I decide how I live my Islam
The publication of Thilo Sarrazin’s notorious book Deutschland schafft sich ab (“Germany is getting rid of itself”) has revived the debate in Germany on the supposed inability of “the Muslims” to integrate into European societies. In Blätter, German Muslim theologian Lamya Kaddor criticizes the fact that liberal Muslims like herself do not appear in the debate, caught as they are between critics of Islam, commonly called “experts”, and conservative Muslims:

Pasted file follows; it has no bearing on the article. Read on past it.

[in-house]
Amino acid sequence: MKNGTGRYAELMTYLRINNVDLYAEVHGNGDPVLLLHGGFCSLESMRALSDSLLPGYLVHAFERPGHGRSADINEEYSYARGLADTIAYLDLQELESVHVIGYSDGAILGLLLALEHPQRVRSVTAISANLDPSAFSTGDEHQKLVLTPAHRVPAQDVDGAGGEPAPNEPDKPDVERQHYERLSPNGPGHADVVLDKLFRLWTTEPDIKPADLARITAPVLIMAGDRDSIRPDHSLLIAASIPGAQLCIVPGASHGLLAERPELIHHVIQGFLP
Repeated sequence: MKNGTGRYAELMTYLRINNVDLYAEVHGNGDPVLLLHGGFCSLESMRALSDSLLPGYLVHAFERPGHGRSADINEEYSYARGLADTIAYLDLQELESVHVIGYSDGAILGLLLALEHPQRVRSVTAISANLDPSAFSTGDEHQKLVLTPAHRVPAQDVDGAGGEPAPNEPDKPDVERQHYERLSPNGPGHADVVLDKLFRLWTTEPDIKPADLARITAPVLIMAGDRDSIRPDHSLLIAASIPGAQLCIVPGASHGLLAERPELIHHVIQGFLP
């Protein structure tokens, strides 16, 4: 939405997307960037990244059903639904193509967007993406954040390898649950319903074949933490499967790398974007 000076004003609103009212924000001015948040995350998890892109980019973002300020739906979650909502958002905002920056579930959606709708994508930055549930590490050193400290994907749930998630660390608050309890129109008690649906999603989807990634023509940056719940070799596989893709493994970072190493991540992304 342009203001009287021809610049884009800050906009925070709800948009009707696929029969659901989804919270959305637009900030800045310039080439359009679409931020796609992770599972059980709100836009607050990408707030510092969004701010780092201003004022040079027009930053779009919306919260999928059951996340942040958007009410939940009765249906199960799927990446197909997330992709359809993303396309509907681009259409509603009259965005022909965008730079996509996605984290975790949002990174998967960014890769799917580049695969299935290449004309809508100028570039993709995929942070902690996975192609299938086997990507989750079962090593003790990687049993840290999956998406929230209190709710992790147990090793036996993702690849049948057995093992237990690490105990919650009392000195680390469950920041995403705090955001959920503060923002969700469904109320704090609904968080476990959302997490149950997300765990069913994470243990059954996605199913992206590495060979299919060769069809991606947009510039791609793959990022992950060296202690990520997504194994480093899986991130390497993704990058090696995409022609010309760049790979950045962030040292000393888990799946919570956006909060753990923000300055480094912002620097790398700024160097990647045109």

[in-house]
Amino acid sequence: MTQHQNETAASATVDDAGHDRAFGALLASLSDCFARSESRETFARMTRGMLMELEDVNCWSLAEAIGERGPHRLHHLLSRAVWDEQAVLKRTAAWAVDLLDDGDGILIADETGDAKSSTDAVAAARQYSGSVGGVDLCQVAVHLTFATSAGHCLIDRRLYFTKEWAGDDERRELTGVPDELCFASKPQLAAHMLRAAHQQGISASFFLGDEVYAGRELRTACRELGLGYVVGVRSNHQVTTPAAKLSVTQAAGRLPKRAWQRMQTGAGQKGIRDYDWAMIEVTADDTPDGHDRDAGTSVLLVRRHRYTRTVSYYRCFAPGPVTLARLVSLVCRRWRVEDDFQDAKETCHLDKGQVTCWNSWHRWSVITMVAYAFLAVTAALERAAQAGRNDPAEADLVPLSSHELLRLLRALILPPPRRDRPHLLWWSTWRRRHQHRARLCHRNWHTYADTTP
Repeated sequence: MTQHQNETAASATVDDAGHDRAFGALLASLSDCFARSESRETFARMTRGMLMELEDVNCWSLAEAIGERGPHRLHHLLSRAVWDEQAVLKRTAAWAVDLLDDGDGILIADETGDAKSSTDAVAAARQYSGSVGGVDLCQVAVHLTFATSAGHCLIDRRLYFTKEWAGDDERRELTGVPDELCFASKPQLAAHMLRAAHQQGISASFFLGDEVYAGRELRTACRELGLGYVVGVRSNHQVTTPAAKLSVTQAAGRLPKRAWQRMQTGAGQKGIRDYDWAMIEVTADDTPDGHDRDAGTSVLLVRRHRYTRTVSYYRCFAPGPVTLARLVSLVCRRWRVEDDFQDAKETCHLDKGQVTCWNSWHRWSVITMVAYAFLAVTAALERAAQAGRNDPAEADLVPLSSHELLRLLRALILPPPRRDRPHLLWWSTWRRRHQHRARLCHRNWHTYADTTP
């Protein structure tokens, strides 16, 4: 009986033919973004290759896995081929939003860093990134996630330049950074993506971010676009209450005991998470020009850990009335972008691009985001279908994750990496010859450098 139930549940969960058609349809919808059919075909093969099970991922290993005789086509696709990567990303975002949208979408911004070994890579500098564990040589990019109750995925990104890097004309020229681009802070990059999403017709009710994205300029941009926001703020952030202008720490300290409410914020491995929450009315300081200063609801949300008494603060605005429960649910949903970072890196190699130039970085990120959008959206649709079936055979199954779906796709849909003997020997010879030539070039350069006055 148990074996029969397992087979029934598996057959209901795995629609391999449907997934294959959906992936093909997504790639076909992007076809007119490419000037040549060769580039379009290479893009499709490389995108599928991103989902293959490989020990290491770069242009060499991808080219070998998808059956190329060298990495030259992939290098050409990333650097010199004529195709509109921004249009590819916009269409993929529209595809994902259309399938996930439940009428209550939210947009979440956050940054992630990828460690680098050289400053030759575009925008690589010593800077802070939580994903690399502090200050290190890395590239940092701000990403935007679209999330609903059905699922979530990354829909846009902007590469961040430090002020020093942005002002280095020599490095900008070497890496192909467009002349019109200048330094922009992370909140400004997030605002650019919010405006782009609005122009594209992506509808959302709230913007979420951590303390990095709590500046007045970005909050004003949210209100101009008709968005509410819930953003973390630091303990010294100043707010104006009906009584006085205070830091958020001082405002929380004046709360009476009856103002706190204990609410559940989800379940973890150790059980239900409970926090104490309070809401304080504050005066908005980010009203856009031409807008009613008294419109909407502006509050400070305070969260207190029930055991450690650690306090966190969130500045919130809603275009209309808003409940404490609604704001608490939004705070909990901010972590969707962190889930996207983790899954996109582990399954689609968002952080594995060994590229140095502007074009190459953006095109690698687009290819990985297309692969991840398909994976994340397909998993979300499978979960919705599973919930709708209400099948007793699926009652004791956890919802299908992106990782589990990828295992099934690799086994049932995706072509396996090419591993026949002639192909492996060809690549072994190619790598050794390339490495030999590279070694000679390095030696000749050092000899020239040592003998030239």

Born in Germany, I am a German of Muslim faith with Syrian roots. My home country is Germany, no question. I don’t have another home. I went to kindergarten, school and university in Germany. […] I vote here, take an interest in German politics and pay my taxes. I defend our democratic order and am in favour of free speech, religious freedom and equality. In other words, I don’t just live in Germany. I participate in social and political processes, and here I am as happy as can be. I am an observant Muslim, and that does not stop me being a good democrat. That’s exactly how we Muslim Germans, or German Muslims, want to be understood. There’s got to be an end to seeing us as foreign. It’s not up to others to tell me whether and how I’m German: I want to decide for myself what the fact of my being German means. It’s not up to others to tell me what Islam is or should be: I want to decide for myself how I live my Islam.